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Old Posted Jun 9, 2023, 3:10 PM
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Why Paris Will No Longer Grow Beyond 37 M In Height

Why Paris Will No Longer Grow Beyond 37 M In Height

June 5th, 2023

Read More: https://euro.dayfr.com/trends/325100.html

This is an old debate, which is taking a radical turn. With the new local urban plan, which must be voted on Monday by the Council of Paris, the city will limit the height of buildings that can be built. While the current regulations authorize constructions of up to 180 m on the outskirts of the city, no new project can now exceed 37 m.

- The maximum height of 37 meters authorized in places dates back to the 1970s, a time when building was rampant. In 2010, new regulations pierced this ceiling, authorizing residential towers of a maximum of 50 meters and office towers up to 180 meters in height, in places. “We said to ourselves that Paris was old-fashioned, that we had to do big towers, in a context of competition with the City [londonienne]and while the Strauss-Kahnian socialist left dominates, ”explains Emile Meunier, elected ecologist who fought for this new PLU. --- If the new text marks the end of tall buildings – a “180 degree turn” according to Bernard Landau, honorary architect voyer of the City of Paris – it nevertheless authorizes more elevations than before, for streets whose width is greater than 12 meters, within the limit of 37 meters in height and for building housing only.

- Possible elevations but a limited height, this is the compromise found by the majority, which made it possible to bring everyone together. The environmental group had been asking for years that the height be limited, a real “obsession” for their detractors, which has ecological reasons, according to Emile Meunier. The consultations carried out by the environmental group would show that above 30 m, it would be more complicated to make bioclimatic architecture. At this height, explains the elected representative, “you consume a lot more energy both in the design of the building and in its life as a building. The higher a building is, the more people and fluids are moved and the surface in contact with the air is also greater”. A conception shared by Bernard Landau, who affirms that “very tall buildings consume more energy, their carbon footprint is less good”. But not by everyone.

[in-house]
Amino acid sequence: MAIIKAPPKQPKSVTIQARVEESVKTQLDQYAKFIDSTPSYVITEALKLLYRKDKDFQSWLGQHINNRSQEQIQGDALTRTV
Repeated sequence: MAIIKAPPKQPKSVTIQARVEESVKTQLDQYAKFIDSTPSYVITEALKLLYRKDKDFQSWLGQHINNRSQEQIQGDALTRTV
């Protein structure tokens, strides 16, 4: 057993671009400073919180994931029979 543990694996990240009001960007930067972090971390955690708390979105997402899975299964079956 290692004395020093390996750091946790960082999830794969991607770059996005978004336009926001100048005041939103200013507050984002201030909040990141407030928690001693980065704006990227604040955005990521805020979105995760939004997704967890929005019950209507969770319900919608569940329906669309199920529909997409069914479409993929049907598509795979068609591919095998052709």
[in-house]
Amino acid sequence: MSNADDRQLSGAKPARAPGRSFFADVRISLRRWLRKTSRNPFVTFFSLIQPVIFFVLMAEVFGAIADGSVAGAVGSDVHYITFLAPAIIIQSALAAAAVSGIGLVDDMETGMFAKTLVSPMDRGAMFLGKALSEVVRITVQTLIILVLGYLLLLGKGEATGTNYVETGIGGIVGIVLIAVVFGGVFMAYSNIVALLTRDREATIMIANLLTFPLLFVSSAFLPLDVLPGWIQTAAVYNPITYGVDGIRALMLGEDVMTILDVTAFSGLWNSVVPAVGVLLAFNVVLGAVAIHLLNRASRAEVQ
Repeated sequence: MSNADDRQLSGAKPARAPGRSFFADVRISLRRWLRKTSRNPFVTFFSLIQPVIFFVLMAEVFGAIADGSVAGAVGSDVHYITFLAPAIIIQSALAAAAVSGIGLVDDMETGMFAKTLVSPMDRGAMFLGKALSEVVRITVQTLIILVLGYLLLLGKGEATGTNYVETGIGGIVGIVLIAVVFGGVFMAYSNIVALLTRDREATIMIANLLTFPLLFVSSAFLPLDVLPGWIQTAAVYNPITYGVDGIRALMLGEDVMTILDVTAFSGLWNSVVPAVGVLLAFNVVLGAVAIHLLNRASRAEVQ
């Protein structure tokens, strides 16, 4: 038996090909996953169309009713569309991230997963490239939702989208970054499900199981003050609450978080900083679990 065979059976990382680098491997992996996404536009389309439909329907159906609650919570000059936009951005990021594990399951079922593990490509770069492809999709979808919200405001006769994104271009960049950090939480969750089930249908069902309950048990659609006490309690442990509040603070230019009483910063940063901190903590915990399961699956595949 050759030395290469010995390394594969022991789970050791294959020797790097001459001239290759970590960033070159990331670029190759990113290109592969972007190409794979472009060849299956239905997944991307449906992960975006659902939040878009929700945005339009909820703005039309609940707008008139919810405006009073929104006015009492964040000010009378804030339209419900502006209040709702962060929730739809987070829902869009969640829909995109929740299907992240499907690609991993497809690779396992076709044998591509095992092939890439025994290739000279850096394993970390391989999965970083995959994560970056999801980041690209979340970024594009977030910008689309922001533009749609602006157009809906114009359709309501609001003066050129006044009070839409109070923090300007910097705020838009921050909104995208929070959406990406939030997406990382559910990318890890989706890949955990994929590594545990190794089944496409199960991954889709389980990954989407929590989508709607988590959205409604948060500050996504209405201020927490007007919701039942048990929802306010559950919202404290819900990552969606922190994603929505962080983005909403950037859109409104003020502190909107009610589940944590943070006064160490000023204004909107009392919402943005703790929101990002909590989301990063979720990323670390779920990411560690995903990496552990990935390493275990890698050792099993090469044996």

- “Tall buildings involve more material and require greater energy consumption to raise and lower fluids, people… But to be more fair, we should compare comparable objects: if we compare a building 60 m high compared to a 30 m building, obviously more material is needed for the 60 m building, but in fact it must be compared to two 30 m buildings, and then from the point of view of the footprint, or infrastructure necessary for the supply of these objects for example, we understand that the comparison is complicated”, considers Franck Boutté, for whom “there are a lot of fantasies on the question of height” and “no scientific study serious about it.” --- Other reasons explain the choice of ecologists. “Paris is already full as an egg, it is out of the question to densify it, Parisians can’t take it anymore. It is the densest city in Europe from the point of view of people and buildings, you have to know how to say stop.


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Old Posted Jun 9, 2023, 6:02 PM
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I don't like the environmentalists of the Paris city hall, regarding them as the most radical nimbys you could think of, worldwide.
They are grumpy and act as trolls at any kind of projects that would stand out, anyhow.
There's nothing much interesting in those people. If only they were honest to themselves, they would leave for the deep Amazon rainforest and leave us alone over here in the big city.
I certainly wouldn't miss them and they could be more helpful to communities over there.

That being said, the fact that the inner city has been overpopulated is undeniable. The central city is actually losing population at the moment, cause its old urban configuration cannot comfortably accomodate over 2 million dwellers, especially when it includes a lot of office room too.
Room is just unaffaordable in there. You have to be relatively better off to raise a whole family within Central Paris, which draws the regular middle class away.

It is up to the much smaller municipalities of the inner ring in the urban area to grow bigger now.
There is no 37 m limit on the outskirts of the central city. Once you get to the inner "suburban" municipalities (that are nothing suburban compared to American suburbia), regulation and zoning may be quite different, depending on locations.
In particular, you'll never see any 37m-bounded area around la Défense, that would be completely nonsensical.
- If thing's going to get rough, I heard the best bet's the French embassy.
-- Who told you that?
- The British embassy.

The Killing Fields (1984).
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